Writing a series is great fun, but it’s also a great challenge. It seems that no matter how well-plotted or carefully-documented, some event couldn’t possibly occur in Book 8 of a 12-book series because so-and-so did such-and-such in Book 5. We tear our hair out trying to figure how we can slot all our plot and character goodness onto a massive mind map or timeline or story board or spreadsheet or whatever our tool of choice is. When we succeed, we congratulate ourselves on how tightly we’ve woven the stories.
But when we fail, some of us find ourselves stuck in spreadsheet hell and inflict “analysis paralysis” on ourselves. The book we’re trying to write grinds to a halt because we can’t move forward until we figure out the conundrum that now stands as a roadblock.
Could it be that over-plotting causes the headaches we’re trying to avoid? I’ve found that to be the case more than once. So I’d like to propose that one solution to avoiding analysis paralysis might be less documentation rather than more.
It’s absolutely true that series writers need at least skeleton plots to ensure the main pieces and parts hang together in a unified whole. Both the series and the individual stories are a latticework of protagonists, secondary characters, incidental characters, plot points, and scenes. The great thing about latticework is that it offers plenty of space – gaps that allow later stories to thread into each other.
A concrete example: In Book 1 of my Promise House series, Caroline, one of the women living in the boarding house is seen walking with a fellow called Champ, who has no dialogue in the story whatsoever. In Book 2 of the series, Ruth, the protagonist has a brief conversation with a handsome, wealthy chap called Roger Greer. Both fellas show up as love interests in the third book, Evelyn.
When I was writing Caroline, did I know Champ would reappear in a later book? Nope. How about Roger? When I was writing Ruth, did I have a clue he’d show up again in Evelyn? Not at all.
But when I was hunting around for a love interest for Evie, these two guys came to mind because they’d already appeared. There was no need for me to dig around for a brand new guy or to spend paragraphs building their back stories; everything that I really needed was already there for me. The universe of incidental characters swirling around our protagonists offer us plenty of opportunities to pull them into later stories: when we need new secondary characters, gossips, foils, antagonists, or even, in the case of mysteries and thrillers, untimely deaths.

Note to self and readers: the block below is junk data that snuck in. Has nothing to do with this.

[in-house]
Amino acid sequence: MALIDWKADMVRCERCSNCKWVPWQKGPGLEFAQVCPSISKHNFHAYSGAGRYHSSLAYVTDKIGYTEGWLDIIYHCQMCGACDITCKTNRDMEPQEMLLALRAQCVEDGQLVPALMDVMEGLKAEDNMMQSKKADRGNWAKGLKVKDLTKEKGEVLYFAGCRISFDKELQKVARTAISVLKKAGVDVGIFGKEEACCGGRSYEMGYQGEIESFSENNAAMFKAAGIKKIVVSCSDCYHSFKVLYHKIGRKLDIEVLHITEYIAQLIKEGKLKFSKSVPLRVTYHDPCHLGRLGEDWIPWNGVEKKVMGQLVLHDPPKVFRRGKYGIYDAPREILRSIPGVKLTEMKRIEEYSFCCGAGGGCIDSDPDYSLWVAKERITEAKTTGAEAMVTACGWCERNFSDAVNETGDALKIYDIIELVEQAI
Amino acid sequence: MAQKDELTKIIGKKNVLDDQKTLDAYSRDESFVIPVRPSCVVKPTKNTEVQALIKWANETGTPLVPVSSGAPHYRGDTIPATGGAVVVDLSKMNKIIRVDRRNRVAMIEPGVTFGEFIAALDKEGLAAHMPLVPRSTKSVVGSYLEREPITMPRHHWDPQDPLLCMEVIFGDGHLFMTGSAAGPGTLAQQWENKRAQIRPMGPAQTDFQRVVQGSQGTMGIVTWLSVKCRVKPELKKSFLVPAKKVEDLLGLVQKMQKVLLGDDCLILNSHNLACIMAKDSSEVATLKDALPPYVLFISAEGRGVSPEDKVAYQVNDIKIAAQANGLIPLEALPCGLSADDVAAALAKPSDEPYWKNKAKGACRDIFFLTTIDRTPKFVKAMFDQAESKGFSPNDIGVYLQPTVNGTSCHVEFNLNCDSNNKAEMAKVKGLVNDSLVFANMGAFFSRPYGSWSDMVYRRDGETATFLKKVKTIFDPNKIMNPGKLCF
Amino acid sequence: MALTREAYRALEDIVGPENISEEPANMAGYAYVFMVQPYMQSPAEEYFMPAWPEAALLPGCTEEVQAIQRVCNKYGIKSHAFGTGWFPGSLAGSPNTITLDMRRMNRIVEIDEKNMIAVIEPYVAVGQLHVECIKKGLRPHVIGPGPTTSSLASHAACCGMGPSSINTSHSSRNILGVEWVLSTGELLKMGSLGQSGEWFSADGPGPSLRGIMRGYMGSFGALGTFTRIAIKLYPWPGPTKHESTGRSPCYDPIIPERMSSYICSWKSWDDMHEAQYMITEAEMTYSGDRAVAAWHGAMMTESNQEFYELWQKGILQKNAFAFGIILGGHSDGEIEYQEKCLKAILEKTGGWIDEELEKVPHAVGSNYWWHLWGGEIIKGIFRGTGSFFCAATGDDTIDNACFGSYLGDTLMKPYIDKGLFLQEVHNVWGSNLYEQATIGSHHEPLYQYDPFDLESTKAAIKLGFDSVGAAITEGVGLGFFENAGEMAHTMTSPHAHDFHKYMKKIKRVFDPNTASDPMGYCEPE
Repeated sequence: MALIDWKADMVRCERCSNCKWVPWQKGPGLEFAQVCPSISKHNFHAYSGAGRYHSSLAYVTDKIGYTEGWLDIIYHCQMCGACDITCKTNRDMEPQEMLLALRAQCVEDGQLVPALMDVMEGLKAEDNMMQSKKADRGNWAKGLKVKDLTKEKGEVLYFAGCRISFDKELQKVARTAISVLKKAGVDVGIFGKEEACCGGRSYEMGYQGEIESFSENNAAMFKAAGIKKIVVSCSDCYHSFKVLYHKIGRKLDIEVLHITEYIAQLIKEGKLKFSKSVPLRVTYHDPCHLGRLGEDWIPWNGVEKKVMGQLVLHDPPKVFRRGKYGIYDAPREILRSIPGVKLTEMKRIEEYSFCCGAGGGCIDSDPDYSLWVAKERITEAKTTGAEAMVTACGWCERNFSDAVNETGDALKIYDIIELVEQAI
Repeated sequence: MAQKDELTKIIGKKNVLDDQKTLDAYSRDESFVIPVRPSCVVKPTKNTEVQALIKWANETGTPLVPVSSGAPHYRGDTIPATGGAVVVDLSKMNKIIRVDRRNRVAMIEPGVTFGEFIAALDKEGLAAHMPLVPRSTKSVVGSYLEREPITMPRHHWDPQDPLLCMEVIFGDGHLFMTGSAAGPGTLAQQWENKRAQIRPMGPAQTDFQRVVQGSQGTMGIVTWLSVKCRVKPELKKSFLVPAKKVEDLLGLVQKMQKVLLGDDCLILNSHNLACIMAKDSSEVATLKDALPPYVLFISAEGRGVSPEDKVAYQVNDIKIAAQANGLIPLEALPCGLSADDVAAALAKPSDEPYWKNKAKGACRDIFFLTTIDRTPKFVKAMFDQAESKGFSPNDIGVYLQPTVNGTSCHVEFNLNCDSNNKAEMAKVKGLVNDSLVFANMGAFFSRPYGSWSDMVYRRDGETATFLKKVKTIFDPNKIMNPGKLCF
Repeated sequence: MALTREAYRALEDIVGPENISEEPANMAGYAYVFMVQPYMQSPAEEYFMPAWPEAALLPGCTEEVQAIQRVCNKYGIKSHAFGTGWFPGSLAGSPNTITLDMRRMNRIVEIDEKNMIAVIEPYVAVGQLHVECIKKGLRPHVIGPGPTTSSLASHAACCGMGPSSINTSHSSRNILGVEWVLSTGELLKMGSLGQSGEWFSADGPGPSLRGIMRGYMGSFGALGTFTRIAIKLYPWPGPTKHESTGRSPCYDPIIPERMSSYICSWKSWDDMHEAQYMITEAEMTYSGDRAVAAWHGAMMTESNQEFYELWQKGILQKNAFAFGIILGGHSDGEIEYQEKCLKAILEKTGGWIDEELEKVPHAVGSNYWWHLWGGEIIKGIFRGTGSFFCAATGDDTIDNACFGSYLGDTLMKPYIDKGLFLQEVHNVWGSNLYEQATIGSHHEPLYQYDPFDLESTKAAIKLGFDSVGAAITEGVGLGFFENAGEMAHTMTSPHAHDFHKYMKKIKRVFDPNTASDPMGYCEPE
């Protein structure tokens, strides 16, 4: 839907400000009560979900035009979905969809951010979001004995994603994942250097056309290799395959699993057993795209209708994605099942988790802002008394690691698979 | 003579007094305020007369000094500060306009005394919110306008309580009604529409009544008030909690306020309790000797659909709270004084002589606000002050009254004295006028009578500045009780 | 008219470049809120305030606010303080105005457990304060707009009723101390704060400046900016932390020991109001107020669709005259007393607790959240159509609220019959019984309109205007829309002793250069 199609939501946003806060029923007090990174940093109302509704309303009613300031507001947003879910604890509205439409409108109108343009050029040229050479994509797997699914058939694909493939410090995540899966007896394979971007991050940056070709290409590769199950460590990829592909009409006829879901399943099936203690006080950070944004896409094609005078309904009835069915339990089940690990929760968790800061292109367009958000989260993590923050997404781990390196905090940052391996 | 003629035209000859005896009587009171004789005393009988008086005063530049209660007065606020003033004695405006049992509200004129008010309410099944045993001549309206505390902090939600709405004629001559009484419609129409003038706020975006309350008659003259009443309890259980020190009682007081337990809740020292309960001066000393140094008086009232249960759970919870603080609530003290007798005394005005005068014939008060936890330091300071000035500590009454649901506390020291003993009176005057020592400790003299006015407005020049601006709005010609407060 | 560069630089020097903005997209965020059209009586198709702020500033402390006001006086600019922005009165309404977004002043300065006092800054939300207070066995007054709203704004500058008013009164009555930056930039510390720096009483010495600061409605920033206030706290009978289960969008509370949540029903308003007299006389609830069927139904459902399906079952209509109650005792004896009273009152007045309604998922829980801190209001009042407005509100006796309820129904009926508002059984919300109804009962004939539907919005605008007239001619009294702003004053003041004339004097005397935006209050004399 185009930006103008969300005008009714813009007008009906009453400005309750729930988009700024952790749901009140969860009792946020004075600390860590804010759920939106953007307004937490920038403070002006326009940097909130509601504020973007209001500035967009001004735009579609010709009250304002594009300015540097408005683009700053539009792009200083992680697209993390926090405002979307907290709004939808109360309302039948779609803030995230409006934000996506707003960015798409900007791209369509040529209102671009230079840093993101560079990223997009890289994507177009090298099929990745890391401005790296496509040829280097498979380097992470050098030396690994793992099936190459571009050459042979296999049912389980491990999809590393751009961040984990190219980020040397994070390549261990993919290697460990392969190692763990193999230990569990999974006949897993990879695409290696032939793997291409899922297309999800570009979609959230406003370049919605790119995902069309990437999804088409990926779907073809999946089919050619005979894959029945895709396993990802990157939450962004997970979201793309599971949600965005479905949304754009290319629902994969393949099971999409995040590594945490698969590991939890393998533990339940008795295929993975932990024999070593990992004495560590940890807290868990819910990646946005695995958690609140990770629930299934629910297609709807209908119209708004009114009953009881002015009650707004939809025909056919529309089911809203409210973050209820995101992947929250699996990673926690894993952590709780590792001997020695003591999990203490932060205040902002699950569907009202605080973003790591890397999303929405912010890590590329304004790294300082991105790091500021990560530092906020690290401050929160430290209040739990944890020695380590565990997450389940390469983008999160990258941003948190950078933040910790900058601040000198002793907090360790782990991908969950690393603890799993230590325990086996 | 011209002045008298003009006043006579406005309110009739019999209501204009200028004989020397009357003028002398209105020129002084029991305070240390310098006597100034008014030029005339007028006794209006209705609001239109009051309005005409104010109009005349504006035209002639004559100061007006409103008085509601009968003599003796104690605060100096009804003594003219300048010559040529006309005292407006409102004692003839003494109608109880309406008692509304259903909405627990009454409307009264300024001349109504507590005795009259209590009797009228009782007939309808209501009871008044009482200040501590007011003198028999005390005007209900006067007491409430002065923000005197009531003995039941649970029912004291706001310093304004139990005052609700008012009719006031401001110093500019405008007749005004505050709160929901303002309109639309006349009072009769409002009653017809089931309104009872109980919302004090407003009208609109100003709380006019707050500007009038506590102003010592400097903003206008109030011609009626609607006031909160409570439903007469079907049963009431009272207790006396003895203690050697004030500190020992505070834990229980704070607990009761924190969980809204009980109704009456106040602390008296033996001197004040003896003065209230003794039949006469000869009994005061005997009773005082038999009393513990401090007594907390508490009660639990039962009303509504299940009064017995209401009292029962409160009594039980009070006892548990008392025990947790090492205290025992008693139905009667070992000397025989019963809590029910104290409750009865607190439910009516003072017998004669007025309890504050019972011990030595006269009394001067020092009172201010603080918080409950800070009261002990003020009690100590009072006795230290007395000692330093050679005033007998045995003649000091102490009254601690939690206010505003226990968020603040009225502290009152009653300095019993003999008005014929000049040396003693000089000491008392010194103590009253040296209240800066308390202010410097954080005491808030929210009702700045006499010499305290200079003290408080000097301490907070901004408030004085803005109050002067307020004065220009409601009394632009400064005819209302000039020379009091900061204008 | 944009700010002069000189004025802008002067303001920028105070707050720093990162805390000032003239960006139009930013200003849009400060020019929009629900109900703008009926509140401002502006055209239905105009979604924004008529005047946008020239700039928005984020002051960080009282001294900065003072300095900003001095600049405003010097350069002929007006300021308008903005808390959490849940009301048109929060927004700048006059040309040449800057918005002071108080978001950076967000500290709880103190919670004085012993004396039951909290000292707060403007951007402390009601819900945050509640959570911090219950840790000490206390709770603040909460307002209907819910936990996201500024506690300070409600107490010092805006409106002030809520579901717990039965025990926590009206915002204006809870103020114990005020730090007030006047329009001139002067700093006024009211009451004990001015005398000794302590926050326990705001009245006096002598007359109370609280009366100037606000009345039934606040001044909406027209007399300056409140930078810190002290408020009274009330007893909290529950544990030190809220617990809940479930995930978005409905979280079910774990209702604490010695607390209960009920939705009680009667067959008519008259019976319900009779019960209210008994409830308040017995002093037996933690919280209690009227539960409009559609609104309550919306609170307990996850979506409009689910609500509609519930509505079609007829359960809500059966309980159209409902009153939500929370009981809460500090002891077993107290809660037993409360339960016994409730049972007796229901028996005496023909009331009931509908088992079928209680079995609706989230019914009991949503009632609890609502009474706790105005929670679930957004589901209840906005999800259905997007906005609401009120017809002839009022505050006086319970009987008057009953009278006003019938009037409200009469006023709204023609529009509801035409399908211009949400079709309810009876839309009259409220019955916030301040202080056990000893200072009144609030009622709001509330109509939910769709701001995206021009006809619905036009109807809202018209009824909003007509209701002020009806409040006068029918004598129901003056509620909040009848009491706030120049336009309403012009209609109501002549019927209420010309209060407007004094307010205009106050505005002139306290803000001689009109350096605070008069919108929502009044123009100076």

How about scenes? How can those be hooked back in?
I’ve found that, rather than keeping an elaborate spreadsheet of scenes and sequels, I do better to go back and reread the earlier books specifically for those open spaces in the latticework. Need the hero to get a particular piece of information at a particular time? Look for a previous character whose already-established habits would put him in the right place at the right time to convey the info. Need the heroine to be challenged by a difficult situation? Look for an earlier scene where a secondary or incidental character has caused trouble and consider whether that person might cause trouble again.
Those are just a couple of examples, but you can see where immersing yourself in your own universe of characters and scenes can yield many opportunities to cross-pollinate the stories. Yes, it takes time, but I’ve lost more time trying to sync up a spreadsheet than I would had I just reread the previous stories.
I’ve also learned that the immersive experience triggers options in my brain – it expands my thinking – rather than forcing my thinking into the structured cells of a spreadsheet. One process is creative and expansive; the other is analytic and reductive.
With immersive cross-pollination, the story universe can get richer and more textured, towns seem more complete, and entire worlds feel more comprehensive and whole.
This is just one way out of many of avoiding paralysis while writing a series. What’s yours?
Sandra K. Moore has been writing one thing or another since she could scribble on a Big Chief tablet. A former Silhouette Bombshell author, Sandra has given up (temporarily) the kickass heroine and is now writing from her softer side for the self-published Promise House series. This novella quartet explores the journeys of four young women finding their way — and remaining true to themselves — through the social expectations and turmoil of 1950’s Houston.